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View Diary: The picture posted on FB by an NRA friend that set me off (316 comments)

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  •  Ignorance of guns (0+ / 0-)

    I've seen a lot of this. "Semi-automatic" sounds really scary, especially when people drop the "semi-" part as they often do. But it's not a practical difference like the difference between fully automatic and not.

    A semi-automatic weapon is one that is fed from a magazine and self-cocks, in other words it chambers the next round at the end of the firing cycle. That means it fires once per trigger pull without any other action in between. This type of action is found in handguns and long guns of varying styles and calibers.

    The primary alternative in handguns is the double-action revolver, which holds ammunition in a cylindrical holder that rotates each successive round into the chamber mechanically. A pull of the trigger pulls back and drops the hammer, thus it fires the round in the chamber and then rotates the cylinder to bring the next round into position. It is only marginally slower than a semi-automatic pistol though it's total round capacity is lower.

    Almost all police departments and military are issued semi-automatic handguns in 9mm ammo size as the standard sidearm. Revolvers are mostly relegated now to small holdout pistols, target pistols, and large, high powered calibers like the famous .44 magnum.

    In rifles, many if not most modern hunting rifles are semi-automatic, though pump action and bolt action still exist. Most shotguns are pump-action, though some high end specialty models are semi-automatic.

    The Sandy Hook shooter used two 9mm semi-automatic handguns, which are a relatively light caliber but have a typically high magazine capacity. Reloading any clip-fed weapon is pretty damned quick, but "speedloaders" for revolvers exist that make it almost as fast.

    As to the rifle, it was a .223 semi-automatic in the AR-15 style, which is designed to look similar to the military M16 series. This resemblance is what makes them popular, for the most part.

    The .223, also known as 5.56mm, is a pretty light cartridge as rifles go. The most common smaller cartridge I can think of is the .22LR, which is pretty damned tiny and is mostly a small game and varmint shooting round, as well as a target shooting round. Most hunting rifles used for large game like deer and such are the .30-06 which is vastly more powerful with incredible range and power. It blows the meager .223 out of the water, like comparing a .44 magnum to the old style police .38 caliber. No comparison in raw power.

    The AR-15 style rifle LOOKS badass though, styled as it is after the standard US military assault rifle. In function, it's no faster than a comparable deer rifle and way less powerful.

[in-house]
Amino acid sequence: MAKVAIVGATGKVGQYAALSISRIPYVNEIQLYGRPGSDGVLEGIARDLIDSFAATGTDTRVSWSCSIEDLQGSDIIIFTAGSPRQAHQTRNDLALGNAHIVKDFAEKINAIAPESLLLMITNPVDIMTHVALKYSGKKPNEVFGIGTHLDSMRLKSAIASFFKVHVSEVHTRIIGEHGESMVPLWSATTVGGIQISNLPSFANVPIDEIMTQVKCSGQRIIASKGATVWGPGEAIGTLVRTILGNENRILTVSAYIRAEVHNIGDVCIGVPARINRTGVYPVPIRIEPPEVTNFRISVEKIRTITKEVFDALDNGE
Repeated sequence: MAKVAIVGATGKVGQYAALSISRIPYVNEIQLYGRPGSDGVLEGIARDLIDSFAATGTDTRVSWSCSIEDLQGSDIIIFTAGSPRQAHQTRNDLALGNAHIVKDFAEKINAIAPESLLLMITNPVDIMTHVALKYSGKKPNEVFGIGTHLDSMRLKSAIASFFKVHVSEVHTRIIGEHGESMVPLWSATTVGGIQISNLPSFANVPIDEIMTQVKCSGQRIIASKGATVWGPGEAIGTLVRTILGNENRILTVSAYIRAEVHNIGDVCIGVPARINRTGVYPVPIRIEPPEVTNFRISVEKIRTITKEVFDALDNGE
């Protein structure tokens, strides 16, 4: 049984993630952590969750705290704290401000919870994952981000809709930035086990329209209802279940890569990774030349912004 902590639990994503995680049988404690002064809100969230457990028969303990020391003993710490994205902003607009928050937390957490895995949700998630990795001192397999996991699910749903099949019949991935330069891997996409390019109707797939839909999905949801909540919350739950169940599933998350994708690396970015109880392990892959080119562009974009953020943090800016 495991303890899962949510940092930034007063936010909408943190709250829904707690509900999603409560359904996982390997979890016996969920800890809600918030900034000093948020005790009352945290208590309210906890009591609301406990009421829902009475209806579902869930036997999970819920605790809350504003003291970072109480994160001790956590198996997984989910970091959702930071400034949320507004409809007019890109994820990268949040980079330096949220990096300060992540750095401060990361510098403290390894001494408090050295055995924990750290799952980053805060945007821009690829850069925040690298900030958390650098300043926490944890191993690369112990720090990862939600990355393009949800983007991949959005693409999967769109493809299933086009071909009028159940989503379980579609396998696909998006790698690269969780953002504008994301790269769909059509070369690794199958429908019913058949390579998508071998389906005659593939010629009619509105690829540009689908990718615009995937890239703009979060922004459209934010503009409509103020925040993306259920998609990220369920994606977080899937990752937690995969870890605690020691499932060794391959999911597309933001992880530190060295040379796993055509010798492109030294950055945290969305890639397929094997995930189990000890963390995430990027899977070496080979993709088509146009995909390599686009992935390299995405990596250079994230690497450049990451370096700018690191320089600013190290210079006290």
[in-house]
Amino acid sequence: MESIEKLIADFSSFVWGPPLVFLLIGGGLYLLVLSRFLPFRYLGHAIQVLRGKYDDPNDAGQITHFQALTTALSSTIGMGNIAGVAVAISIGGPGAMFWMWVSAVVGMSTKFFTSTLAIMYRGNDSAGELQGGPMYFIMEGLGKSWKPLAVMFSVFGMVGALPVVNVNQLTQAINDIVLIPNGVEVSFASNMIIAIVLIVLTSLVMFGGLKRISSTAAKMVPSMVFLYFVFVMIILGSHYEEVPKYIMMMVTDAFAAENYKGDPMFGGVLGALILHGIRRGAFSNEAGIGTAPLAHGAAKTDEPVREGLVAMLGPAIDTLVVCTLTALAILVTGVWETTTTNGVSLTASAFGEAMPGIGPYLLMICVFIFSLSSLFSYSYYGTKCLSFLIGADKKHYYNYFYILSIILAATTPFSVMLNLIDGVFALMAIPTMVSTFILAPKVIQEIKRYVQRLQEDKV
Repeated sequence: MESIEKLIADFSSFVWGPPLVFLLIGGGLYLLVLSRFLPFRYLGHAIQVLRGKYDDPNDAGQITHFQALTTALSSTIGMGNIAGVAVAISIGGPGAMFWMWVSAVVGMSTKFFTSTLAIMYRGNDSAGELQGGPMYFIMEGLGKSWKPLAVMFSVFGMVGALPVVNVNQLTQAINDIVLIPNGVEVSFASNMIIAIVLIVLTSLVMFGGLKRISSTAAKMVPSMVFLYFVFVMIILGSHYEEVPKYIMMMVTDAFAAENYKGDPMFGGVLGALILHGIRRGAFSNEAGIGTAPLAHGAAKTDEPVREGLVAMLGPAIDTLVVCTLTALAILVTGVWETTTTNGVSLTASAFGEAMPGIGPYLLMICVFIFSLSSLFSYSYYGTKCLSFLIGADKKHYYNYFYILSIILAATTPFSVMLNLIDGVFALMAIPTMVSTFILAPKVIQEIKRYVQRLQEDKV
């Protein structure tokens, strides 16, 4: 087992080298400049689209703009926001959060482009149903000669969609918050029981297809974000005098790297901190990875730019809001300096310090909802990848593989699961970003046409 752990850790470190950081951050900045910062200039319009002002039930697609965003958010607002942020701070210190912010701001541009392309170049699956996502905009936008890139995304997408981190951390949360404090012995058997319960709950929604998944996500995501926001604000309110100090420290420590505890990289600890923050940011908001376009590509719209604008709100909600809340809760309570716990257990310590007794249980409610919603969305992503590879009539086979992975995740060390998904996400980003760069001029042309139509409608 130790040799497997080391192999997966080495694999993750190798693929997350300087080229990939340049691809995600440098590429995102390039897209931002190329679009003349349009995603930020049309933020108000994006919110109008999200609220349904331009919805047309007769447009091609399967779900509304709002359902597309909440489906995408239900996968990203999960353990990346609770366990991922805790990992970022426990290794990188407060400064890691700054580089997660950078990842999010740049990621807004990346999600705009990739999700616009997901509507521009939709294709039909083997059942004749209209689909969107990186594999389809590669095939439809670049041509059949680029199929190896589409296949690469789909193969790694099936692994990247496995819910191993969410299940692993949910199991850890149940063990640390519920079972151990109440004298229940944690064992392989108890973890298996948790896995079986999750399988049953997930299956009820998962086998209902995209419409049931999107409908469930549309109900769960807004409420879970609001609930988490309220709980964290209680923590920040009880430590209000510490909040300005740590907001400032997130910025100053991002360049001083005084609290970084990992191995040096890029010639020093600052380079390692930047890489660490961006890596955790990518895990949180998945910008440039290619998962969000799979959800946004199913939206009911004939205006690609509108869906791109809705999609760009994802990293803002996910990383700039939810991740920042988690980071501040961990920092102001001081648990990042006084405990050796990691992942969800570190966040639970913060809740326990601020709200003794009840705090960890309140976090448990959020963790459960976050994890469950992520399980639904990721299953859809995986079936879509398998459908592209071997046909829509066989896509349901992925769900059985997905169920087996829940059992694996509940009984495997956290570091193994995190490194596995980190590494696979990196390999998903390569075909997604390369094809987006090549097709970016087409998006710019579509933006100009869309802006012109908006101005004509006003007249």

That's why "assault weapons" bans are nonsense proposed as feelgood legislation by people who know nothing about firearms. "Assault weapons" is a scary sounding name for scary looking weapons that are no functionally different or more dangerous than the hunting rifles the same people say are A-OK.

    If I had to, I'd rather be shot with a .223 than a .30-06 or 12ga shotgun. That's because I understand the actual capabilities of the various weapons rather than being influenced by scary names and styling. The styling of the weapon doesn't affect how it hurts me, the size and type of ammunition it fires does.

    TL:DR? Deer rifle or pump action shotgun is WAY worse to be shot by than an "assault rifle" like was used by the Sandy Hook shooter. And that's the unbiased fact.

    "Is there anybody listening? Is there anyone who sees what's going on? Read between the lines, criticize the words they're selling. Think for yourself, and feel the walls become sand beneath your feet." --Geoff Tate, Queensryche

    by DarthMeow504 on Tue Dec 18, 2012 at 11:51:41 PM PST

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    •  Oops (0+ / 0-)

      I slightly misdescribed the function of the double-action revolver. During the trigger pull, the hammer is pulled back and the cylinder rotated one position to the right, and at the end of the pull the hammer falls on the chamber firing the round in it (if any, a chamber can be empty). Pull the trigger again, the same thing will happen again. Hammer comes back, cylinder advances, hammer falls.

      It's still only marginally slower than a semi-automatic pistol, with the main difference being in ammo capacity, as I said.

      "Is there anybody listening? Is there anyone who sees what's going on? Read between the lines, criticize the words they're selling. Think for yourself, and feel the walls become sand beneath your feet." --Geoff Tate, Queensryche

      by DarthMeow504 on Tue Dec 18, 2012 at 11:57:14 PM PST

      [ Parent ]

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